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First-Order Logic

Study Material: •Section 2.2-2.4,Chapter 2 in Luger, Artificial Intelligence: Structures and Strategies •Example 3.3.5, Chapter 3 in Luger, Artificial Intelligence: Structures and Strategies, pp 115-116

CP468, Dr. Reem K. Al-Halimi

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Propositional Logic
 Simple logic in which all sentences are assertions with

truth values.
 e.g. “it is raining”

 We cannot access the components of an individual

assertion
 e.g. if P represents “A bug is in my soup” we cannot

access the “bug” or “soup” components

 No variables are allowed

cannot create general

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Example 2 Blocks World
Goal: to create a set of expressions that is to represent a static snapshot of the blocks world. Assumption: predicates evaluated top-down, and left-right.
b c

a

d

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Dr.Example 2 Blocks World block X is on block Y on(X. Y) block X is on the table on_table(X) block X has nothing on top of it clear(x) the robot’s hand is empty hand_empty b c a d CP468. Reem K. Al-Halimi 18 .

<d. <b.<c.a>.<c.b>.c>.d>.d>} CP468.Y)? {<a.d} What are the possible interpretations for b c a d X and Y for on(X.c.a>.Y) true in this world? {<b.<d.c>.b.<b. <a. <c.a>.b>.d>. Reem K. Al-Halimi 19 .d>.<b. <c.<a.b>} Which interpretations make on(X.Example 2 Blocks World What is the domain of the variables X and Y in this world for the previous expressions? D={a. Dr.a>.

d) clear(b) clear(c) hand_empty CP468. Al-Halimi b c a d 20 .a) ontable(a) ontable(d) on(c.Example 2 Blocks World A description of this blocks world: on(b. Dr. Reem K.

Dr. Reem K.  the relations between them  and the functions that can be applied to them  Interpretations map the symbols of a language to the model:  constant symbols are mapped to objects  function symbols are mapped to functions  predicate symbols are mapped relations in the model.Models and Interpretations  Models are mathematical abstractions of the “possible world”.  Models are defined by:  a set of objects. CP468. Al-Halimi 21 .  Interpretations and models together determine the truth of a sentence.  “m is a model of sentence s” means “sentence s is true in m”.

Al-Halimi 22 . we say I satisfies S.Interpretations  If an interpretation I makes S true. we say S is satisfiable. Reem K.  If there is no interpretation I that makes S true. Dr. we say S is unsatisfiable: ∃X (p(X) ∧ ¬p(X)) CP468.  If there is at least one interpretation I that makes S true.

S1 entails sS2 if and only if the sentence (S1→S2) is valid. Dr.Interpretations  If a sentence S is T under all interpretations. (proof?) CP468. Reem K. S is said to be valid. Al-Halimi 23 .  Examples:  ∀X (p(X) ∨¬p(X))  true  The deduction theorem For any sentences s1 and S2.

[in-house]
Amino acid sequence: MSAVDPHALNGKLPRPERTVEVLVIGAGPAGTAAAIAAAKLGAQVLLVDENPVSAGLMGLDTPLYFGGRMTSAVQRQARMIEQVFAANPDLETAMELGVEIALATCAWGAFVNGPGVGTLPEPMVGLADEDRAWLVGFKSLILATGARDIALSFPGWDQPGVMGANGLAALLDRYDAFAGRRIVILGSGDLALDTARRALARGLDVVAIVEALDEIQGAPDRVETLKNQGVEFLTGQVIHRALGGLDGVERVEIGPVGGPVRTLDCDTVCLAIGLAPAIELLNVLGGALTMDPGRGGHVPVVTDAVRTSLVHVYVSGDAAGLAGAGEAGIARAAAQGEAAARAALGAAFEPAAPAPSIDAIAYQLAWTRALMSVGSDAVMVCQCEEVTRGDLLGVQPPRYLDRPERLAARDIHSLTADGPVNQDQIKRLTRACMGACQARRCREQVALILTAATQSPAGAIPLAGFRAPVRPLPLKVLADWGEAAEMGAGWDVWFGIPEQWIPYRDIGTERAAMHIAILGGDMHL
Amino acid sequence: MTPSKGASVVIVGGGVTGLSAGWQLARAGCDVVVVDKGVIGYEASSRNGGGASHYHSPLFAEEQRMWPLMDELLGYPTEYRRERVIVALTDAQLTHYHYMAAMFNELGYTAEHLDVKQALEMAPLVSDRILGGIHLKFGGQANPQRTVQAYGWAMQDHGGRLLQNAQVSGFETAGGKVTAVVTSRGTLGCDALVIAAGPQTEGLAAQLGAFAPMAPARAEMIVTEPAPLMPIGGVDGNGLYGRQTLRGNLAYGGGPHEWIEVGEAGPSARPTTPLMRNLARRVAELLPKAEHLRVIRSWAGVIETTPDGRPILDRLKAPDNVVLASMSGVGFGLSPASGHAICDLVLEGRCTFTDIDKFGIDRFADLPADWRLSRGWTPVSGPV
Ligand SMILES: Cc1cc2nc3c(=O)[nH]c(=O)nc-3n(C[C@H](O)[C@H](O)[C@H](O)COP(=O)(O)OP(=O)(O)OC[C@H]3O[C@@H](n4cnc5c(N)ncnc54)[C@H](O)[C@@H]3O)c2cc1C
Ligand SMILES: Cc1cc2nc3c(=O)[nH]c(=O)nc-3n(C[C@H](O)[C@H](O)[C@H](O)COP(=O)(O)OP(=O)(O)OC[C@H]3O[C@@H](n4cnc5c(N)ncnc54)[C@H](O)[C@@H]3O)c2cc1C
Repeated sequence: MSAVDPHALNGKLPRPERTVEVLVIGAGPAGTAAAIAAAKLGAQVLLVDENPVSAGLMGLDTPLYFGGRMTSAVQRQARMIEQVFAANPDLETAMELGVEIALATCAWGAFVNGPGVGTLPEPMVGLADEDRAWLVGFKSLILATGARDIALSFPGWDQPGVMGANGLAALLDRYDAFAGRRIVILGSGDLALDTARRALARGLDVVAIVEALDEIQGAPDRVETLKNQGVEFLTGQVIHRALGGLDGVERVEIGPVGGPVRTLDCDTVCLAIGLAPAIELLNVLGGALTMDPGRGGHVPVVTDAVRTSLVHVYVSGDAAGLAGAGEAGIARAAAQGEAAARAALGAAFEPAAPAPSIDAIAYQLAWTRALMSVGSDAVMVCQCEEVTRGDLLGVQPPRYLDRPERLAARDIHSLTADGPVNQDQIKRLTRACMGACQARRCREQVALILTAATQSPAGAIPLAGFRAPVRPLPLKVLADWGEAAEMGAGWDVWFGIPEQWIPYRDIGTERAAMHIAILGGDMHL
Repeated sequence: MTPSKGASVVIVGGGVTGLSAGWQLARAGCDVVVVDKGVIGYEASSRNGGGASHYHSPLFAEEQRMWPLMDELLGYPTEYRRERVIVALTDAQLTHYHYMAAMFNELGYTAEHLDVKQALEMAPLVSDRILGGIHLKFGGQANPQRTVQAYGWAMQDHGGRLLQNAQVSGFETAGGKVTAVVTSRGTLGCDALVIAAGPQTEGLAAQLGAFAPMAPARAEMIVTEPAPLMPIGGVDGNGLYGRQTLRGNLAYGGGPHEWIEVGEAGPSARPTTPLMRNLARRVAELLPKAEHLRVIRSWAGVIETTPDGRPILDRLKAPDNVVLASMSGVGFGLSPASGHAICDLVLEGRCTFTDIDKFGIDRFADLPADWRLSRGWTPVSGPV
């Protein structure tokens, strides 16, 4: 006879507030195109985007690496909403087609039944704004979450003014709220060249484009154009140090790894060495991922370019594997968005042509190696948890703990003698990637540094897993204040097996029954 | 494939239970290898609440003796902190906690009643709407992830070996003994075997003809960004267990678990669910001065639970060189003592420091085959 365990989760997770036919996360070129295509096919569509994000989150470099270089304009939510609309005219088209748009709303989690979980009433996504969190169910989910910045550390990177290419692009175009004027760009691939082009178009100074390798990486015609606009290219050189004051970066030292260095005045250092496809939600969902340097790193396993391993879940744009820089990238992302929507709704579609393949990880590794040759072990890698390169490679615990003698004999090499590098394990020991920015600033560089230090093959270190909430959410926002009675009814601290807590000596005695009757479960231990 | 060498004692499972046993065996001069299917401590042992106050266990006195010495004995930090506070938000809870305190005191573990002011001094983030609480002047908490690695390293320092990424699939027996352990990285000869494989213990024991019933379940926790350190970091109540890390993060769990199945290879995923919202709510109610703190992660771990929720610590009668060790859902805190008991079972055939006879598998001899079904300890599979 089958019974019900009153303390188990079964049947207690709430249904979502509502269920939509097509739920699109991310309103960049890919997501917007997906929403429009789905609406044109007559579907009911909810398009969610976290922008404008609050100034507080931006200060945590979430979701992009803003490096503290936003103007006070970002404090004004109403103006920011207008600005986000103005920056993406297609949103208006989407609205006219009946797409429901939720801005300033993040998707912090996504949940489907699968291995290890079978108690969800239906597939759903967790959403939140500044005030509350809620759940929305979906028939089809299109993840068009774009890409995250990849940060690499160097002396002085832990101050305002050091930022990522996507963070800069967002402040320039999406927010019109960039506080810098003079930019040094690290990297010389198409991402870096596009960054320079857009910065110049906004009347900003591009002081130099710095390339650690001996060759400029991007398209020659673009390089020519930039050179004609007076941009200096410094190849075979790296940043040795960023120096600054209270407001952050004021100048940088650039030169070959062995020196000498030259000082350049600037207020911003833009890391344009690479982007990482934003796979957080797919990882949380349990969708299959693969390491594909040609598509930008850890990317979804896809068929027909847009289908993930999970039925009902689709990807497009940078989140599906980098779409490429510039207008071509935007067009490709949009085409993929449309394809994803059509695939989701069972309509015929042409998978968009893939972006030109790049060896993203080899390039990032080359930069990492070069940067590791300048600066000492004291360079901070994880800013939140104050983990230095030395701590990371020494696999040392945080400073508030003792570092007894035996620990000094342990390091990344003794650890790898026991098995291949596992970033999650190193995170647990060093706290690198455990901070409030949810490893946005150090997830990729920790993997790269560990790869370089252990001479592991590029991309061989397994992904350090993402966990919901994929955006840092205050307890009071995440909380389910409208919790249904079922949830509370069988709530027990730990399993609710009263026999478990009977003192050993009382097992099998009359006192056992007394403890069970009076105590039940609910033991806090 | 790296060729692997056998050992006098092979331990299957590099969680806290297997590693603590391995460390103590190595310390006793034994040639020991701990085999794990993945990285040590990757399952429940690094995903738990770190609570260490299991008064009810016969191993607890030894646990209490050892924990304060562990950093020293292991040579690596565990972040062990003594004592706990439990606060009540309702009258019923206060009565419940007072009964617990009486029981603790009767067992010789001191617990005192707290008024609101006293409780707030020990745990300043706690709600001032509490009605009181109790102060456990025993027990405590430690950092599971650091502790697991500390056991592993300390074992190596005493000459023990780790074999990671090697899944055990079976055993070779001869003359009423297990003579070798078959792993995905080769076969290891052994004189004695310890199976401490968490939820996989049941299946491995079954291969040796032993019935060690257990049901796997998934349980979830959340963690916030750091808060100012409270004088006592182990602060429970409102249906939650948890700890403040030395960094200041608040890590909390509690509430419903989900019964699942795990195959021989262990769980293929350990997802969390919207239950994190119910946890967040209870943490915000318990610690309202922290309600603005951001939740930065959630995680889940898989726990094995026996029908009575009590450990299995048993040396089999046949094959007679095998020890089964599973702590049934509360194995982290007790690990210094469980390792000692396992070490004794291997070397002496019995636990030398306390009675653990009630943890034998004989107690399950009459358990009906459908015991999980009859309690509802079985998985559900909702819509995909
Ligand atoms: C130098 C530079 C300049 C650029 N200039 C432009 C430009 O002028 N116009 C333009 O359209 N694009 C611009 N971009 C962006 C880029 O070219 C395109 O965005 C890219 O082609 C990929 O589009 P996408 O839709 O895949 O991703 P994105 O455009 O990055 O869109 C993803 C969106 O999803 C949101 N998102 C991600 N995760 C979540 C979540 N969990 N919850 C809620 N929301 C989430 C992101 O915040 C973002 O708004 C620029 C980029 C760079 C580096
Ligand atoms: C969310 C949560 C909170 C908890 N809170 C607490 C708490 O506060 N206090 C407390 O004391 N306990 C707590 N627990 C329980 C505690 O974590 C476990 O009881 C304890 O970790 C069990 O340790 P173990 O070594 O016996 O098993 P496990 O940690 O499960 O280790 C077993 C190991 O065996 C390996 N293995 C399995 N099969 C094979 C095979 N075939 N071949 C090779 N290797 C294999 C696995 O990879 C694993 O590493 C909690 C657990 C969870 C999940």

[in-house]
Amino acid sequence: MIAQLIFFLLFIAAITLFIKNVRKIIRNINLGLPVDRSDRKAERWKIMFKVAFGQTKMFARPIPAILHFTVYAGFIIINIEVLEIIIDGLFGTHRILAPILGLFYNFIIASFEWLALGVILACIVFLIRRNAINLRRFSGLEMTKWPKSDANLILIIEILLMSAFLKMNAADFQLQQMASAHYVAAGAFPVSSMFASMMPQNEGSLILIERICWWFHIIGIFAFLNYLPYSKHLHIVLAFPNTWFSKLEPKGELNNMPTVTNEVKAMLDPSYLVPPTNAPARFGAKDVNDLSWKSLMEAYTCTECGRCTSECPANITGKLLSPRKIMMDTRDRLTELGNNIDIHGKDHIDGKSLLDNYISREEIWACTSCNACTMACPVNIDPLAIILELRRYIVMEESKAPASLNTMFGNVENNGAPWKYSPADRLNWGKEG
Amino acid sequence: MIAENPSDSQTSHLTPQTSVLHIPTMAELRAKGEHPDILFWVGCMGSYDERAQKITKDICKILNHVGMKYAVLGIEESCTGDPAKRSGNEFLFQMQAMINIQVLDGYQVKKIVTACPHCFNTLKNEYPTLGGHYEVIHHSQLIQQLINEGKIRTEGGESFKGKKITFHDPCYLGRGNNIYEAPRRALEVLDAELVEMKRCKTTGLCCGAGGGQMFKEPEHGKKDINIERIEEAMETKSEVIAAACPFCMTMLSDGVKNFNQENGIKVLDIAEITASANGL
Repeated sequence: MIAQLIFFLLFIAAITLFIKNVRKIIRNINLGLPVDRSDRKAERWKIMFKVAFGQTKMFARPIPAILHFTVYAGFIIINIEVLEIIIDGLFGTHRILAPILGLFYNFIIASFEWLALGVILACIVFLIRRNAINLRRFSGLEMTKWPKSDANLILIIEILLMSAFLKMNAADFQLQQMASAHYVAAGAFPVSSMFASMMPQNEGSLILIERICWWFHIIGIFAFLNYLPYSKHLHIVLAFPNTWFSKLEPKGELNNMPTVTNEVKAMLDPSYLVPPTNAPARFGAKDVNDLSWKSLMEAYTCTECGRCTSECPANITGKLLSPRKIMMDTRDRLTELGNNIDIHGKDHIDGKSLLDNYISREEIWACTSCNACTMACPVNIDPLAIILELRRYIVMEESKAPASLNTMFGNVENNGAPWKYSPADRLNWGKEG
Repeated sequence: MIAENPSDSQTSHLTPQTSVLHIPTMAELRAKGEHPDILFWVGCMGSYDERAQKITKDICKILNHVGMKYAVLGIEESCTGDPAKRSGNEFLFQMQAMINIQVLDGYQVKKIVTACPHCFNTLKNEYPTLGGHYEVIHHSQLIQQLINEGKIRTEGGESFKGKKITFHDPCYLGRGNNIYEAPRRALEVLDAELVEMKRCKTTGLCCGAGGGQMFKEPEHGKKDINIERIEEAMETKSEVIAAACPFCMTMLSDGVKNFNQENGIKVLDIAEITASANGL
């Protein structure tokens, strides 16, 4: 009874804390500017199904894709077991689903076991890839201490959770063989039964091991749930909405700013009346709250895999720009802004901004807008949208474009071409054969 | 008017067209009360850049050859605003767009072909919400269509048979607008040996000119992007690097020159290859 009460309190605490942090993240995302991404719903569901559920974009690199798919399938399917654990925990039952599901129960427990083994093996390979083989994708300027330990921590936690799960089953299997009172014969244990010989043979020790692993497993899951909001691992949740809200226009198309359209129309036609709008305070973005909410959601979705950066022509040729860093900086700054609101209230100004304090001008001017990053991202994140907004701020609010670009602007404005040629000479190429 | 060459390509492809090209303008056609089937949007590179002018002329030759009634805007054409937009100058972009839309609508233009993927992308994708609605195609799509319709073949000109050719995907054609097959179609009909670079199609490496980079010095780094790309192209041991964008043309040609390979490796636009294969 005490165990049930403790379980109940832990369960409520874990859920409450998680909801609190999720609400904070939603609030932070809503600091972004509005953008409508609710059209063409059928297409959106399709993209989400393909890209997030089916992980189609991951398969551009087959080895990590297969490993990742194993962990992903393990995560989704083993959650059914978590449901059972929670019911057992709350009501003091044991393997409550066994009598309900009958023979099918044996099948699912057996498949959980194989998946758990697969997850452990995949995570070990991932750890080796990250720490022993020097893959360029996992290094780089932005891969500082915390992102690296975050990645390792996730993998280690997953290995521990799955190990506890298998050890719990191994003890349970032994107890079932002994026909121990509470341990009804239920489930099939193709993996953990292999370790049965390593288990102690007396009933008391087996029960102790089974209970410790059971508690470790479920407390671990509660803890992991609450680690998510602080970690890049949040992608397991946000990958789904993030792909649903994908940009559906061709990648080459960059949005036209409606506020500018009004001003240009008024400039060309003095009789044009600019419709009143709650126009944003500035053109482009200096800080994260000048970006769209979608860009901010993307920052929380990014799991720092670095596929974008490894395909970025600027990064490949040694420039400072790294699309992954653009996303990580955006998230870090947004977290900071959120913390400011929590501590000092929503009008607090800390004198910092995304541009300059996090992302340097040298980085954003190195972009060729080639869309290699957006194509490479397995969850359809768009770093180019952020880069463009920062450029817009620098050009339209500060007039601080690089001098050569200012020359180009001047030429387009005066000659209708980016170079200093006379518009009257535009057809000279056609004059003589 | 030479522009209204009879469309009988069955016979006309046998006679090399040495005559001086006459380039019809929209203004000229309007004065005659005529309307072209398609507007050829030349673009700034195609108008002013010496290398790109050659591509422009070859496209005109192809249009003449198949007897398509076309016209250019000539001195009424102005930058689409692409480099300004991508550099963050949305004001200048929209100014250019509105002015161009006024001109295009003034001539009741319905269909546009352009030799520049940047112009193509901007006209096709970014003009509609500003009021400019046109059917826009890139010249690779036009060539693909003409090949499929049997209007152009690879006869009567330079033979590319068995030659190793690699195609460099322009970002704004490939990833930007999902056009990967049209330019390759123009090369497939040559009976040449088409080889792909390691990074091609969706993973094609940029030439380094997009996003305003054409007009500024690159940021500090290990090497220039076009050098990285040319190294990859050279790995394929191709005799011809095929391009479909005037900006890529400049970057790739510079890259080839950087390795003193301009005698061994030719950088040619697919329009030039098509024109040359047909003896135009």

Al-Halimi 24 .Interpretations valid: All interpretations make S true satisfiable There is an interpretation that makes S true unsatisfiable No interpretation makes S true CP468. Dr. Reem K.

Assumption: predicates evaluated topdown. Reem K. Al-Halimi b c a d The blocks world in this figure is a model for this interpretation 25 .Example 2 Blocks World Goal: to create a set of expressions that is to represent a static snapshot of the blocks world. on(b. and left-right.d) clear(b) clear(c) hand_empty CP468.a) ontable(a) ontable(d) on(c. Dr.

Y)) CP468. Dr.Y) ⇒ stack(X.X)) ⇒ clear(X)) conditions action How can we stack a block on top of another? ∀X ∀Y (hand_empty ∧ clear(X) ∧ clear(Y) ∧ pick_up(X) ∧ put_down(X.Example 2 Blocks World When is a block clear? b c a d A block in our world is clear if there are no other blocks on top of it ∀X ((¬∃Y on(Y. Al-Halimi 26 .X)) ⇒ clear(X)) How can we clear a block clear? ∀X ((¬∃Y on(Y. Reem K.

X/c} CP468. Reem K.X) ⇒ ¬ ontable(Y))   ∀X (((¬∃Y on(Y.X)) ⇒ clear(X)) (assuming the definition is used in KB) clear(a) => repsonse should be F ∃X clear(X) => response: {X/b. Al-Halimi definitions  queries/goals   Substitution list 27 .X))) theorems (entailed by axioms ) ∀X ((¬∃Y on(Y.Using FOL to Represent a Domain  Domain: A part of the world of which we would like to express some knowledge. Dr.X)) ⇒ clear(X)) ∧ (clear(X) ⇒(¬∃Y on(Y.  Components:  assertions   axioms (basic sentences that do not need to be proven) facts about the domain on(a. b)  properties of objects or predicates (possibly partial) ∀X ∀Y(on(Y.

Al-Halimi 28 .Knowledge Endgineering  “The general process of knowledge base construction” (Russell and Norvig. 2003) CP468. Reem K. Dr.

Encode general knowledge about the domain Encode a description of the specific problem instance Pose queries to the inference procedure and get answers. 2. 6. Dr. and constants. Reem K. 5. 4.Knowledge Endgineering Process 1. 7. Al-Halimi 29 . functions. 3. Debug the knowledge base CP468. Identify the task Assemble the relevant information Decide on a vocabulary of predicates.